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fun(1)=100,fun(2)=101;
fun(3)=fun(2)+fun(1);
fun(4)=fun(3)+fun(2);
fun(n)=fun(n-1)+fun(n-2);
Write a program to calculate fun(100)

What I have tried:

C++
```#include<stdio.h>

int fun(int n)
{
if (n > 109)
return n - 10;
return fun(fun(n+11));
}

int main()
{
printf(" %d ", fun(100));
getchar();
return 0;
}```
Posted
Updated 5-Jan-23 9:32am
v3
Graeme_Grant 3-Jan-23 1:24am
I see a `for(...)` loop.
CPallini 3-Jan-23 2:27am
Why did you try that?
I mean, the code you posted looks completely unrelated with the question.

## Solution 1

Read the question again, and pay attention to the definition of `fun(n)`

Your code doesn't do that. or even close to that.
You might also want to look at the "termination rules" as set in the question if you want to avoid an theoretically infinite loop (that'll actually end pretty soon when your app crashes with a "out of stack space" error).

By the way: you might want to think carefully here: a standard 32 bit integer will overflow at fun(37) ...
[/edit]

v2
CPallini 3-Jan-23 2:25am
5.

## Solution 3

You should use `128 bit` variables (or a big integer library) to compute the result, since, as pointed out by Griff, `32 bit` integers overflows at input = `37` (and `64 bit` ones overflow as well, at input = `83`).
Then you should avoid (at least a naive) recursive approach, using instead an iterative one.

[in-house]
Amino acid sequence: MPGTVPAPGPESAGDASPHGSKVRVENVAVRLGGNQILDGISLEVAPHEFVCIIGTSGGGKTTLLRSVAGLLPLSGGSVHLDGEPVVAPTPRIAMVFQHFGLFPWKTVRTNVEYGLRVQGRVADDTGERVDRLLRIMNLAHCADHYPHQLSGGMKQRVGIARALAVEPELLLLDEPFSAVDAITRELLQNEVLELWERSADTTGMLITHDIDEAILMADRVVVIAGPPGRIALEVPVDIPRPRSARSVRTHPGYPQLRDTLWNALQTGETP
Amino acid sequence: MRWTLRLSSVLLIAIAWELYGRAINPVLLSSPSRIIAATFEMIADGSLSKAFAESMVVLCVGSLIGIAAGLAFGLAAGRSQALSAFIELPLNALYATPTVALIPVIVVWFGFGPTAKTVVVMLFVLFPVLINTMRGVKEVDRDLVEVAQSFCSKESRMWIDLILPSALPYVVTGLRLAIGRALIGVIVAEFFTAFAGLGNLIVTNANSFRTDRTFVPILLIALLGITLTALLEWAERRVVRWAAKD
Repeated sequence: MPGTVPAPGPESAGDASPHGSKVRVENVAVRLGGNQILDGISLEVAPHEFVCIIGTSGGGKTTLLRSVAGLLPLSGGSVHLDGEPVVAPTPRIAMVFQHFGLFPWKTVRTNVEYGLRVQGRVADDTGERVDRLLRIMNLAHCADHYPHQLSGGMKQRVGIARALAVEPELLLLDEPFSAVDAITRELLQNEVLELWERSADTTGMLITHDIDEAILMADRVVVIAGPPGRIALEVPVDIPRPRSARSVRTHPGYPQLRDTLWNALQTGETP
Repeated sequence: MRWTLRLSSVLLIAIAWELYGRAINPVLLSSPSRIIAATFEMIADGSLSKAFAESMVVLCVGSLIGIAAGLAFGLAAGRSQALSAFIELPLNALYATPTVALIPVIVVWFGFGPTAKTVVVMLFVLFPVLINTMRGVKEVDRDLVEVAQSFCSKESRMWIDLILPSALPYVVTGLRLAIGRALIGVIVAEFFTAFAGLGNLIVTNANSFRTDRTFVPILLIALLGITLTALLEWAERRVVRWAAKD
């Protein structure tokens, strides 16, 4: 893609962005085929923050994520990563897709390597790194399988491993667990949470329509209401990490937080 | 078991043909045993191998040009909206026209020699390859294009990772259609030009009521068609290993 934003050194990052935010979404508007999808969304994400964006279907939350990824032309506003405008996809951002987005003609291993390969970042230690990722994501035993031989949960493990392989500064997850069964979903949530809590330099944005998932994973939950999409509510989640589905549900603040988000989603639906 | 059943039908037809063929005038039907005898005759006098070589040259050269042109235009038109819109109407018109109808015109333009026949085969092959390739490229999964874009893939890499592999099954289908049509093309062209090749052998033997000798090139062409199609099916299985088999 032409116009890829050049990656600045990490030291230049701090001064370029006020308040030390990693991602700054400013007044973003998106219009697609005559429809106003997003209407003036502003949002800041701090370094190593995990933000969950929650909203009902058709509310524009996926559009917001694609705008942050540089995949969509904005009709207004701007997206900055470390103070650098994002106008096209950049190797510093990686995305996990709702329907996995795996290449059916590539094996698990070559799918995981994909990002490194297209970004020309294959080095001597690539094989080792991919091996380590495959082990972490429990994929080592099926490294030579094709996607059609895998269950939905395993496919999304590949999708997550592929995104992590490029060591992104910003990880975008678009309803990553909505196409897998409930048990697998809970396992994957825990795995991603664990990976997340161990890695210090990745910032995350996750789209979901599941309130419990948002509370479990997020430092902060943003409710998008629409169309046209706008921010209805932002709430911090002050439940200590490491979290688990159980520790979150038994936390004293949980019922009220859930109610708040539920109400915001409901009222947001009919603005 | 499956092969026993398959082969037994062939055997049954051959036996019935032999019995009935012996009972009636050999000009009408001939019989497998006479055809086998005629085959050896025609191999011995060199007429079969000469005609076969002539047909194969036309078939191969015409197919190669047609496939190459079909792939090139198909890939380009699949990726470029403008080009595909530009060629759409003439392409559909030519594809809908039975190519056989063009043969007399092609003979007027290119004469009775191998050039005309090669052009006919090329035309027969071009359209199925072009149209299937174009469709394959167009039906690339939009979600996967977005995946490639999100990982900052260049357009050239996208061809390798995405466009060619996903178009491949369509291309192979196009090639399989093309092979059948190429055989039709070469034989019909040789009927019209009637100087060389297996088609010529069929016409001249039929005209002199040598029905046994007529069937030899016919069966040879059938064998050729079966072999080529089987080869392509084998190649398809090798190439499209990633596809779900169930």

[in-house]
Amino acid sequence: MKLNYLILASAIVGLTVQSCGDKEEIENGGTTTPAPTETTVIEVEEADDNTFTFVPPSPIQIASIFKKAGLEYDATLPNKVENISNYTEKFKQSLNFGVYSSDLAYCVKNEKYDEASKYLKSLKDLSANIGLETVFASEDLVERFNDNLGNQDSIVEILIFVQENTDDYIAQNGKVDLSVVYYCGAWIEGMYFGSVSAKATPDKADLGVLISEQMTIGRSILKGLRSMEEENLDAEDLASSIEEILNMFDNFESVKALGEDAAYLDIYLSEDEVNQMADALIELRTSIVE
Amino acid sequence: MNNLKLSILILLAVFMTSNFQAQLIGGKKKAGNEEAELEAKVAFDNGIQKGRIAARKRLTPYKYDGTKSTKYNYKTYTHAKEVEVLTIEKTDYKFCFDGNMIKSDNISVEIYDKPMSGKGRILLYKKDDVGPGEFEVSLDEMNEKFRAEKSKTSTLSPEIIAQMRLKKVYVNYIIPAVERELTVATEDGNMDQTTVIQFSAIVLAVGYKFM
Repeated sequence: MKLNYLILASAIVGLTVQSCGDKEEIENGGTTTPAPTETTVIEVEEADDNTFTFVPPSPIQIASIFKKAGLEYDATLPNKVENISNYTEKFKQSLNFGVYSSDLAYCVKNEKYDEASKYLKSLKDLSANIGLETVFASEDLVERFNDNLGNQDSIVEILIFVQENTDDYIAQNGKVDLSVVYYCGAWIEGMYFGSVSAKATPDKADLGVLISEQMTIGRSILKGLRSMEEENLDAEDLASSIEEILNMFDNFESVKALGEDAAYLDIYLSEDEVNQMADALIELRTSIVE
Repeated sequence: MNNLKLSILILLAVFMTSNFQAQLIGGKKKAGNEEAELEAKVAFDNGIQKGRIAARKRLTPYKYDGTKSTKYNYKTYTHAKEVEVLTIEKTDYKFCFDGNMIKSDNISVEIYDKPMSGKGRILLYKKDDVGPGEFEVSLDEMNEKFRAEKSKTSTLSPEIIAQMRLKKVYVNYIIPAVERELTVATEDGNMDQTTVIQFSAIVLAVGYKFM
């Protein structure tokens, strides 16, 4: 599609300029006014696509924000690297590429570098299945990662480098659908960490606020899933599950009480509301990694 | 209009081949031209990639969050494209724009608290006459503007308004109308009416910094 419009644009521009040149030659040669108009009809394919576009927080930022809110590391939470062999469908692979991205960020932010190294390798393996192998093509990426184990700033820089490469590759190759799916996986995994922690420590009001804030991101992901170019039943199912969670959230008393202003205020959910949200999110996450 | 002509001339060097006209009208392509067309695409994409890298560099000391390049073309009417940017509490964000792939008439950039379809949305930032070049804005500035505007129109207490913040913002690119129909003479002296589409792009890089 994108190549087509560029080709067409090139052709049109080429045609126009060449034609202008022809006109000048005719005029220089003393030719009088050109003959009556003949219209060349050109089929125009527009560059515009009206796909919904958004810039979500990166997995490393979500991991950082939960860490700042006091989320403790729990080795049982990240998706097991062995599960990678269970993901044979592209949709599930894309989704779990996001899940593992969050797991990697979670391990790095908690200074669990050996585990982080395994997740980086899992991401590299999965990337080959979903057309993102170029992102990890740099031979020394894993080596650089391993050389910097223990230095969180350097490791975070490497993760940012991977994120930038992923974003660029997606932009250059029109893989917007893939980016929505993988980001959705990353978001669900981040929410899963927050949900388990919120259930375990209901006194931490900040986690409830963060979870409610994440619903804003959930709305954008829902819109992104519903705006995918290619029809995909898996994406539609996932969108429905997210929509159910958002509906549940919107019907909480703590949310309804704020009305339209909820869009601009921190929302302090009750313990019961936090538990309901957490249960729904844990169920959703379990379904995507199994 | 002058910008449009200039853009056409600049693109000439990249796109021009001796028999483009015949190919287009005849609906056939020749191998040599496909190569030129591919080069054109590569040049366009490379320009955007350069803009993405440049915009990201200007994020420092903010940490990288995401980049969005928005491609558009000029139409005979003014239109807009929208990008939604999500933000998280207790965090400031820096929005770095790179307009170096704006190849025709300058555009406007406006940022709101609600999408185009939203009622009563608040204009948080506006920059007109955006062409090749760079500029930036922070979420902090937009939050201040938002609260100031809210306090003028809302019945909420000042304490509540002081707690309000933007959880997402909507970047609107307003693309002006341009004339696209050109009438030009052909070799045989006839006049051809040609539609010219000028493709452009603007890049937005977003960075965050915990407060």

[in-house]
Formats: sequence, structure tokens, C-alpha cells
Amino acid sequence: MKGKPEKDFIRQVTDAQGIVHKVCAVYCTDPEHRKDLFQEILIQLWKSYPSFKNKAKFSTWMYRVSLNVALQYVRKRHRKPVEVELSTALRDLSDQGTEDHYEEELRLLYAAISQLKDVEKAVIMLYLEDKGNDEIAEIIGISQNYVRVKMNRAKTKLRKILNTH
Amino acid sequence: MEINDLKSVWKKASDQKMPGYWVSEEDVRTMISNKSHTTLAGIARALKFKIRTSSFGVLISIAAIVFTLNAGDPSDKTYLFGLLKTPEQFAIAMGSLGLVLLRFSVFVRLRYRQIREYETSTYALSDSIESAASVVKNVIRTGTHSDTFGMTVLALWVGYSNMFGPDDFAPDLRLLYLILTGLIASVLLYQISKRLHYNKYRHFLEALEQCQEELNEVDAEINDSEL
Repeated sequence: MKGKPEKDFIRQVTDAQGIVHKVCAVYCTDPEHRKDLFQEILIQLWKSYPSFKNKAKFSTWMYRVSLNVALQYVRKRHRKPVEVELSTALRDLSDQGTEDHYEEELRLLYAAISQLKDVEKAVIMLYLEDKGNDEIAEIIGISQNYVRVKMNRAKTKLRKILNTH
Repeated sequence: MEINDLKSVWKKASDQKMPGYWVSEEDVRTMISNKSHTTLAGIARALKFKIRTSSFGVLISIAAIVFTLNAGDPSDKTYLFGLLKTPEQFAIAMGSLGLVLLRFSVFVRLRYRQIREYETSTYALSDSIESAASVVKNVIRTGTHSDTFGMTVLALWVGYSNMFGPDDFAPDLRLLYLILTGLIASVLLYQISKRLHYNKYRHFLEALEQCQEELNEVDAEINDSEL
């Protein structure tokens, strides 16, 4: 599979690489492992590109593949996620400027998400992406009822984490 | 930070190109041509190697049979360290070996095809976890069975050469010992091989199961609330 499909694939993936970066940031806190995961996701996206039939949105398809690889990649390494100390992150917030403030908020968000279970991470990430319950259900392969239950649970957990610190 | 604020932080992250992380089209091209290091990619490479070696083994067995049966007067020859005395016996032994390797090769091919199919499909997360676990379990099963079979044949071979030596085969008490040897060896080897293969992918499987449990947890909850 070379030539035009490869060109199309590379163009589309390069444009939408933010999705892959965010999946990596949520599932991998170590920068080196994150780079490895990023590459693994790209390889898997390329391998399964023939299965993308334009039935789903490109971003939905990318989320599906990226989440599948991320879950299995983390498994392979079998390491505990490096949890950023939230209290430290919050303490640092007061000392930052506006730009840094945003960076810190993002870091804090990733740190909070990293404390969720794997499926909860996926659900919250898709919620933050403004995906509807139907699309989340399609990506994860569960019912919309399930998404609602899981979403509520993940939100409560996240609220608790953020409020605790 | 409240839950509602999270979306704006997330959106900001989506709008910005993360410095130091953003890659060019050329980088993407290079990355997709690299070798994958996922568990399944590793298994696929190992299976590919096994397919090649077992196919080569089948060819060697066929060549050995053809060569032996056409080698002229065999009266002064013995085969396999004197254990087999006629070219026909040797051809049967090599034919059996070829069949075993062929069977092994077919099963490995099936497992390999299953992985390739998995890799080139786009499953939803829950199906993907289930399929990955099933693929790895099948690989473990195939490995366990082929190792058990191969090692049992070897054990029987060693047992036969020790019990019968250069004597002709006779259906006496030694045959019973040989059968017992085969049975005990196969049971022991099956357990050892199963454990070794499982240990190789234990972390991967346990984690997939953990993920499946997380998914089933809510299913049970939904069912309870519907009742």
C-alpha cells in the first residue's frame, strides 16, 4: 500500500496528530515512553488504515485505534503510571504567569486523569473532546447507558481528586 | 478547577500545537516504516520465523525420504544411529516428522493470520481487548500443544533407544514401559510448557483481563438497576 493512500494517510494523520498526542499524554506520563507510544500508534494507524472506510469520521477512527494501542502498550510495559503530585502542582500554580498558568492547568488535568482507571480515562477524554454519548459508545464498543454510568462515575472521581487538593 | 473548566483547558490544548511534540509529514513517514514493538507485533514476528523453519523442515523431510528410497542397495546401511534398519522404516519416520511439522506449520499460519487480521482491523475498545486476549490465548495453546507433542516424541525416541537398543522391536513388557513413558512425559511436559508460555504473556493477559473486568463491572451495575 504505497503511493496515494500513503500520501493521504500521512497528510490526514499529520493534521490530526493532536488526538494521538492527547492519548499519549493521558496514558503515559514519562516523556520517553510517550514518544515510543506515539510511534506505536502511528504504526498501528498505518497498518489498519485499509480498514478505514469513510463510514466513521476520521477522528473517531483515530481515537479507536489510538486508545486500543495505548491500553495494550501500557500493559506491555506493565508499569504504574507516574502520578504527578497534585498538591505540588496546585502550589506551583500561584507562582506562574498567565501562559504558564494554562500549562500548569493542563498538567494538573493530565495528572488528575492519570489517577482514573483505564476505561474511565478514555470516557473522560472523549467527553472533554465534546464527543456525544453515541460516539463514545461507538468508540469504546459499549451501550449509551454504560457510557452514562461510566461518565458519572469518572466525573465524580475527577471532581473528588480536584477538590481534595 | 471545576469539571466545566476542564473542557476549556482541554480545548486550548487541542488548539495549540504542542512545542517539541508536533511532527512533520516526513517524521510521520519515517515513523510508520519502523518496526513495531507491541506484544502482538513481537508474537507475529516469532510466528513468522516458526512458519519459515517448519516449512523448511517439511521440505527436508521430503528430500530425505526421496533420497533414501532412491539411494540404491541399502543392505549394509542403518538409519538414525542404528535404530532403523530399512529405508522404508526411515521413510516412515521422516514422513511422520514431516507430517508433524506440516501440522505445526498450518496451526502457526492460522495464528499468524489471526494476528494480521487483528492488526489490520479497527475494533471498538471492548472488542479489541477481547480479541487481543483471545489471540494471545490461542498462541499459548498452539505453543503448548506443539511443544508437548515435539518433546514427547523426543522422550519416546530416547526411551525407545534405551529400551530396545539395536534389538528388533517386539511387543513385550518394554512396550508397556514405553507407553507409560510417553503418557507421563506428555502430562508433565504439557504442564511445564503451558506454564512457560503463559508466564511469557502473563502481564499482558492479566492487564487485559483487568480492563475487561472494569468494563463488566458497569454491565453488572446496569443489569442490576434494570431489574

You may search for 'iterative approach to Fibonacci numbers' in order to see working code examples for such (very similar) problem.

## Solution 2

The question wasn't clear and I edited it. There were typos.

I suggest the following:

```#include <iostream>

int fun(int n)
{
if (n <= 0)
{
return -1; // handle negative input
}
else if (n == 1)
{
return 100;
}
else if (n == 2)
{
return 101;
}
else
{
return fun(n-1) + fun(n-2);
}
}

int main()
{
std::cout << fun(100) << std::endl;
return 0;
}```

v2
CPallini 5-Jan-23 7:08am
What about `fun(-42)` ?
Michael Haephrati 5-Jan-23 7:59am
The OP specifically asked: "Write a program to calculate fun(100)", however I updated my solution. Thanks
CPallini 5-Jan-23 11:05am
5.However, now your code suffers of the problem pointed out by Griff: even on a 64 bit machine, `int` is 32-bit wide. The code stops working properly when input is 37.
Moreover, a simple recursive approach, for fun(100) is computationally prohibitive.

## Solution 4

Quote:
How do I solve this C language question?

Advice: First of all, make sure that you understand the requirement.
Then calculate by hand the few first answers of the requirement, say from fun(-1) to fun(10).
Then as you have written the code, check the answers with your hand calculation.

To help you to understand what your code is really doing, there is a tool, its name is Debugger.

Your code do not behave the way you expect, or you don't understand why !

There is an almost universal solution: Run your code on debugger step by step, inspect variables.
The debugger is here to show you what your code is doing and your task is to compare with what it should do.
There is no magic in the debugger, it don't know what your code is supposed to do, it don't find bugs, it just help you to by showing you what is going on. When the code don't do what is expected, you are close to a bug.
To see what your code is doing: Just set a breakpoint and see your code performing, the debugger allow you to execute lines 1 by 1 and to inspect variables as it execute.

Debugger - Wikipedia, the free encyclopedia[^]

Mastering Debugging in Visual Studio 2010 - A Beginner's Guide[^]
Basic Debugging with Visual Studio 2010 - YouTube[^]

1.11 — Debugging your program (stepping and breakpoints) | Learn C++[^]

The debugger is here to only show you what your code is doing and your task is to compare with what it should do.